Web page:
University of Copenhagen researchers led a nationwide study in Denmark comparing individuals who died from suicide to matched controls between the years 1996 and 2009. Essentially, the researchers found that increasing levels of psychiatric care are associated with “a severely increased risk of dying.” They concluded, “The public health significance of this finding may be considerable.” You would think the press and public would be outraged. The study was totally ignored.

The researchers found that taking psychiatric medications during the previous year made a person 5.8 times more likely to have killed themselves. If a person had made contact with a psychiatric outpatient clinic, they were 8.2 times more likely to have killed themselves. Visiting a psychiatric emergency room was linked to a 27.9 times greater likelihood of committing suicide. And if someone had actually been admitted to a psychiatric hospital, they were 44.3 times more likely to have committed suicide within the year.

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A former Prime Minister’s take on Denmark’s mental health crisis

The foreword to both the Danish and English editions of Dorrit Cato Christensen’s Dear Luise is by Poul Nyrup Rasmussen, former Prime Minister of Denmark and Member of the European Parliament, who now devotes his time to improving conditions in his country for mental patients and their families. Like many Western countries, Denmark has long been stuck with a caregiver culture of “negative expectations and prejudices about the mentally vulnerable,” not to mention the routine practice of dangerous overmedication with psychotropic drugs. Conditions are slowly improving – there’s even talk of a paradigm shift – but it’s still too late for Luise and hundreds of others.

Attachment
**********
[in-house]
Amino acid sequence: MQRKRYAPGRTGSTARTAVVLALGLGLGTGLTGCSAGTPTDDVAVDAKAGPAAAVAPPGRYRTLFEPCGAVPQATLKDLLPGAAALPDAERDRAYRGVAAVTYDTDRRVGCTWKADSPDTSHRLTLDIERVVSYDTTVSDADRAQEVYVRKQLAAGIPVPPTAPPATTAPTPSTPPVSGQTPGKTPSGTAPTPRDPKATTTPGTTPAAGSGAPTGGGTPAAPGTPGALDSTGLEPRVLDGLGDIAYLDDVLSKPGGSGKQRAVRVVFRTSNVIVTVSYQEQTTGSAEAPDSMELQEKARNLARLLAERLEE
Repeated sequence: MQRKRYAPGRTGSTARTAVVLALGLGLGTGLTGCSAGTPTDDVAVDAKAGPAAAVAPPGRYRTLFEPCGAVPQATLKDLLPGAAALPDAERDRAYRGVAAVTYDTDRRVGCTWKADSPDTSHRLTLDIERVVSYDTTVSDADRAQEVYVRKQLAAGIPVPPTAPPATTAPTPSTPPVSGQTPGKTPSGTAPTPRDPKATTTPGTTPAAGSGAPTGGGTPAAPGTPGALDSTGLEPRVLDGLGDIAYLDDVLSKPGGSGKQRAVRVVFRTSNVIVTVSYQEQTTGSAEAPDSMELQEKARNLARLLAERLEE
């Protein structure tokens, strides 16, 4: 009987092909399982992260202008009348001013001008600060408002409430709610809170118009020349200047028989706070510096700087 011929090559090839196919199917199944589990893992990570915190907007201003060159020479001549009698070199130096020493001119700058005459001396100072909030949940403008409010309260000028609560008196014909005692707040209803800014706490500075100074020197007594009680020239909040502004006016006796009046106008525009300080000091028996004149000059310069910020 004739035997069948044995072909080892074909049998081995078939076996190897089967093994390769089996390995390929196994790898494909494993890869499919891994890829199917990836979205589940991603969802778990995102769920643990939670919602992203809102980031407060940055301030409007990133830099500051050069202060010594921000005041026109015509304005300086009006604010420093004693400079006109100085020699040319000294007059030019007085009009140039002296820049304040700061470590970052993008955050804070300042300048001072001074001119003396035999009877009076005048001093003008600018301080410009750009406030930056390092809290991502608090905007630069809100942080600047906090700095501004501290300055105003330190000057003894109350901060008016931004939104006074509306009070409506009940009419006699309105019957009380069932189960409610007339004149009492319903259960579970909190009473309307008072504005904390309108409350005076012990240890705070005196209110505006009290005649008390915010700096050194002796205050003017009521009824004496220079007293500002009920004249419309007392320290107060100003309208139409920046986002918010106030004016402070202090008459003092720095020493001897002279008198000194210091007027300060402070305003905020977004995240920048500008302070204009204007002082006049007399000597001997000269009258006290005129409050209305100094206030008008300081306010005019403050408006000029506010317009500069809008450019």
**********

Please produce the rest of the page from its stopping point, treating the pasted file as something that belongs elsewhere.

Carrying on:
Read Poul Nyrup’s introduction here.

“One of the most extraordinary books about healthcare ever written”

Read the review by Dr David Healy on Amazon’s UK site.
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Written on Water

This synopsis of Dear Luise was posted on RxISK, the first free, independent website where patients, doctors, and pharmacists can research prescription drugs and easily report a drug side effect – identifying problems and possible solutions earlier than is currently happening.

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The Psychiatric Epidemic – does long-term use of medication decrease the chance of recovery?

PsykoVision in Denmark has recently translated and published Robert Whitaker’s book, Anatomy of an Epidemic. In honor of this, PsykoVison invited Whitaker to speak at a small conference in Copenhagen.

This is Part 1: The Roots of the Epidemic, where Robert Whitaker guides us through the history of psychiatric medication and presents the scientific evidence that proves that the common wisdom about these drugs is mostly based on falsehoods.